The Township of Thornbury was
incorporated on April 23, 1833. The source of its name is
somewhat controversial. Some historians claim it was inspired
by the wild thorn berries that grew along the Georgian Bay
shoreline. Others deduce that the settlement was named after
three Thornburys from England.
In 1855, the town's first business,
a milling operation was set up. By 1857, the population had
reached the 100-person mark. Back then a walk through town
would have taken you past a general store, blacksmith, cooper
and fanning mill shops, grist and saw mills and a post office.
Over the next thirty years, Thornbury continued to grow. The
population was now over 1,200 people, and the town had clearly
evolved from a spec in the middle of nowhere to a "modern"
town with all the places of business, churches, manufacturing
facilities and banking institutions found in any other town
Business has always played a major
role in the evolution of Thornbury.
Back in 1887, feeling they were unfairly
burdened with high taxes, the businessmen of Thornbury petitioned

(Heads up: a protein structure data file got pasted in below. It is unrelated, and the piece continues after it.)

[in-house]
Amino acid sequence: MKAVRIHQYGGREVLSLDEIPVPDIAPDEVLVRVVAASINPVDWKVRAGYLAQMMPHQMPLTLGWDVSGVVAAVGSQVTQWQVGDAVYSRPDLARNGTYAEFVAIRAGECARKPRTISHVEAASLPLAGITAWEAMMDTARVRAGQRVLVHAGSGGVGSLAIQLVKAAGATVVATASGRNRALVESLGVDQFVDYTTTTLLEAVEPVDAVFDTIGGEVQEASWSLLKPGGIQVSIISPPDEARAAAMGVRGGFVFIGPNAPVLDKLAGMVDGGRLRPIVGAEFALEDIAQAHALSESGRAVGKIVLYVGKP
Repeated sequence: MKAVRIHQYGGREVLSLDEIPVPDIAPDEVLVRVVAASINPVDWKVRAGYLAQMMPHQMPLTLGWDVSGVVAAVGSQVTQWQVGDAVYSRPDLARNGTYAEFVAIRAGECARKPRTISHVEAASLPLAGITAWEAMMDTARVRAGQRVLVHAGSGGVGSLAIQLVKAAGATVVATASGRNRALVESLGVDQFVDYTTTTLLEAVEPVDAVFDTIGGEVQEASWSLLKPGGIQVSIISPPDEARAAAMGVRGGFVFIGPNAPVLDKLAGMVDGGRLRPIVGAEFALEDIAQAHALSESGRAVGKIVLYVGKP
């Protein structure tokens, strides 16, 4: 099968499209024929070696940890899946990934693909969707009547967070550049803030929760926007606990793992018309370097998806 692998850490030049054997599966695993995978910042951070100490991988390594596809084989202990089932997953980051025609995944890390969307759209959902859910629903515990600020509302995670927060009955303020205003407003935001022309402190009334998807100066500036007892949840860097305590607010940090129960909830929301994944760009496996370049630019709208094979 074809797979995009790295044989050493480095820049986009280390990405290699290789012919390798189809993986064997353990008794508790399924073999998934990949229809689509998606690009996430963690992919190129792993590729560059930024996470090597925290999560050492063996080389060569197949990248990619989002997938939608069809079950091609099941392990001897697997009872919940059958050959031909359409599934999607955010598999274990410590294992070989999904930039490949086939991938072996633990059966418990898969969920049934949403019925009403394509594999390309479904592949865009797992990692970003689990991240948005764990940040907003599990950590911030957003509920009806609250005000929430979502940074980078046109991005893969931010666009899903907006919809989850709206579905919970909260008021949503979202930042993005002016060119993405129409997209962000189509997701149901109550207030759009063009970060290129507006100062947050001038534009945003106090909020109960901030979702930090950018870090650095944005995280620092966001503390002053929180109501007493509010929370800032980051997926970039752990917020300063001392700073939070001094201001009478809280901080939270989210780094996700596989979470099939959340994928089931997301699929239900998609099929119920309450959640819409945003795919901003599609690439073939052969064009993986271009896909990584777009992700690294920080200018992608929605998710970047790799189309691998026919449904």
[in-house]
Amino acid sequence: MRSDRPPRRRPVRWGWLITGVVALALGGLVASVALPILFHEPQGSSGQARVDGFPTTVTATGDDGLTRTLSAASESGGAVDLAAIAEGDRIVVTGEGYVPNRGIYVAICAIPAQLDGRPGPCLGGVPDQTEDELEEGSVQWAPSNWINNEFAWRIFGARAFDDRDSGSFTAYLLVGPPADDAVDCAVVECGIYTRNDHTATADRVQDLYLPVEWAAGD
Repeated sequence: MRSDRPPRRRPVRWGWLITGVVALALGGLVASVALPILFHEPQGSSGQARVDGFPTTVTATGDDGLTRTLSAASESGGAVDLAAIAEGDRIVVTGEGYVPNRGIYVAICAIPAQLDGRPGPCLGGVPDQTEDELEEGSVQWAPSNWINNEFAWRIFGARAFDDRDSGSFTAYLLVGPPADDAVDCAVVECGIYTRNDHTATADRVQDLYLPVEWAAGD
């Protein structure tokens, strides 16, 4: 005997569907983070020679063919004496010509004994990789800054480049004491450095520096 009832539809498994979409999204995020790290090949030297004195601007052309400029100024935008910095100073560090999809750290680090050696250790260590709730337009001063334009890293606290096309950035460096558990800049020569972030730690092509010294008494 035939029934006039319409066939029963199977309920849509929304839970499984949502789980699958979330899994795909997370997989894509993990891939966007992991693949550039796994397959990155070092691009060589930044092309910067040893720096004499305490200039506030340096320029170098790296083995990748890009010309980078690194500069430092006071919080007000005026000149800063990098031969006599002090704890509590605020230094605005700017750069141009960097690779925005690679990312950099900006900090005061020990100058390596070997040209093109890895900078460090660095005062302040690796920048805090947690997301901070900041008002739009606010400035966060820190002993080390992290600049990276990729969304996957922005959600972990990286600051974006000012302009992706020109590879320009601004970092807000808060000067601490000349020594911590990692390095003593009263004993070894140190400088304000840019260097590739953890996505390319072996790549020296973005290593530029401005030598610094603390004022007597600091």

for independence from the Town of Collingwood. After much
negotiating, they received it, and the Township of Thornbury
became of the Town of Thornbury.
Over the years Thornbury has been
home to a wide spectrum of businesses. From the Chemical Works
to T.G. Idle's Furniture store which furnished many of the
distinguished homes in the area; to the Thos. W. Eastland
department store where groceries were displayed on one side
and dry goods on the other Keast Tailoring which is still
going strong four generations later. The apple packing industry
took root in Thornbury in the 1880s. In 1905 the Georgian
Bay Fruit Growers Association was formed. The Mitchell family
were prominent and vocal members of the group, and for years
famous Mitchell-brand cider vinegar, apple juice and sauce
were produced in the Thornbury processing plant.
Today the entrepreneurial spirit
is alive and well in Thornbury, with Bruce Street still bustling
with an eclectic mix of shops, restaurants and artisans.